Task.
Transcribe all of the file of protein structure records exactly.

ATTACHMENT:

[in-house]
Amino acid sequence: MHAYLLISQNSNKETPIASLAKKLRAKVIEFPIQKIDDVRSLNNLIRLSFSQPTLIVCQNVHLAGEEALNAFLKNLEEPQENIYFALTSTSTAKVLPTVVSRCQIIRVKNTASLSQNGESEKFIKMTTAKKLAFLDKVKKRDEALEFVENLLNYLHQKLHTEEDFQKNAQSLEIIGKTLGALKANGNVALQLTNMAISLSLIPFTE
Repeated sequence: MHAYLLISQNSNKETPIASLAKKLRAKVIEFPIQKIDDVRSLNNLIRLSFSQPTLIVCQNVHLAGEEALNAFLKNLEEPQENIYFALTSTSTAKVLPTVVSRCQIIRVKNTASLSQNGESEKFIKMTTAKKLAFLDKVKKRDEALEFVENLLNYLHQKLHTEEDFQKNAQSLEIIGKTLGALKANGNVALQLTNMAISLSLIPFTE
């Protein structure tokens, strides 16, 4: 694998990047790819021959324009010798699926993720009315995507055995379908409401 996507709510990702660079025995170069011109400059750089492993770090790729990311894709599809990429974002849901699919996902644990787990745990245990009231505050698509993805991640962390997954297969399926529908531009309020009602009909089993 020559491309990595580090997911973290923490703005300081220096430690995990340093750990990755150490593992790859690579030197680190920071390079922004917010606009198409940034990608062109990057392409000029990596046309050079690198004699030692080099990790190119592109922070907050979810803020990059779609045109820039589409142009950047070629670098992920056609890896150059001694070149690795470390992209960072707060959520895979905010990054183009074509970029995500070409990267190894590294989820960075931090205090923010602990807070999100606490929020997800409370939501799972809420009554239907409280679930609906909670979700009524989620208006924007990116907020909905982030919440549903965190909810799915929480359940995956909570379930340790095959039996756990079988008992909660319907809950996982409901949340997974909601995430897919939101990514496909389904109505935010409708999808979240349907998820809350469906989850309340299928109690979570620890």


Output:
[in-house]
Amino acid sequence: MHAYLLISQNSNKETPIASLAKKLRAKVIEFPIQKIDDVRSLNNLIRLSFSQPTLIVCQNVHLAGEEALNAFLKNLEEPQENIYFALTSTSTAKVLPTVVSRCQIIRVKNTASLSQNGESEKFIKMTTAKKLAFLDKVKKRDEALEFVENLLNYLHQKLHTEEDFQKNAQSLEIIGKTLGALKANGNVALQLTNMAISLSLIPFTE
Repeated sequence: MHAYLLISQNSNKETPIASLAKKLRAKVIEFPIQKIDDVRSLNNLIRLSFSQPTLIVCQNVHLAGEEALNAFLKNLEEPQENIYFALTSTSTAKVLPTVVSRCQIIRVKNTASLSQNGESEKFIKMTTAKKLAFLDKVKKRDEALEFVENLLNYLHQKLHTEEDFQKNAQSLEIIGKTLGALKANGNVALQLTNMAISLSLIPFTE
């Protein structure tokens, strides 16, 4: 694998990047790819021959324009010798699926993720009315995507055995379908409401 996507709510990702660079025995170069011109400059750089492993770090790729990311894709599809990429974002849901699919996902644990787990745990245990009231505050698509993805991640962390997954297969399926529908531009309020009602009909089993 020559491309990595580090997911973290923490703005300081220096430690995990340093750990990755150490593992790859690579030197680190920071390079922004917010606009198409940034990608062109990057392409000029990596046309050079690198004699030692080099990790190119592109922070907050979810803020990059779609045109820039589409142009950047070629670098992920056609890896150059001694070149690795470390992209960072707060959520895979905010990054183009074509970029995500070409990267190894590294989820960075931090205090923010602990807070999100606490929020997800409370939501799972809420009554239907409280679930609906909670979700009524989620208006924007990116907020909905982030919440549903965190909810799915929480359940995956909570379930340790095959039996756990079988008992909660319907809950996982409901949340997974909601995430897919939101990514496909389904109505935010409708999808979240349907998820809350469906989850309340299928109690979570620890």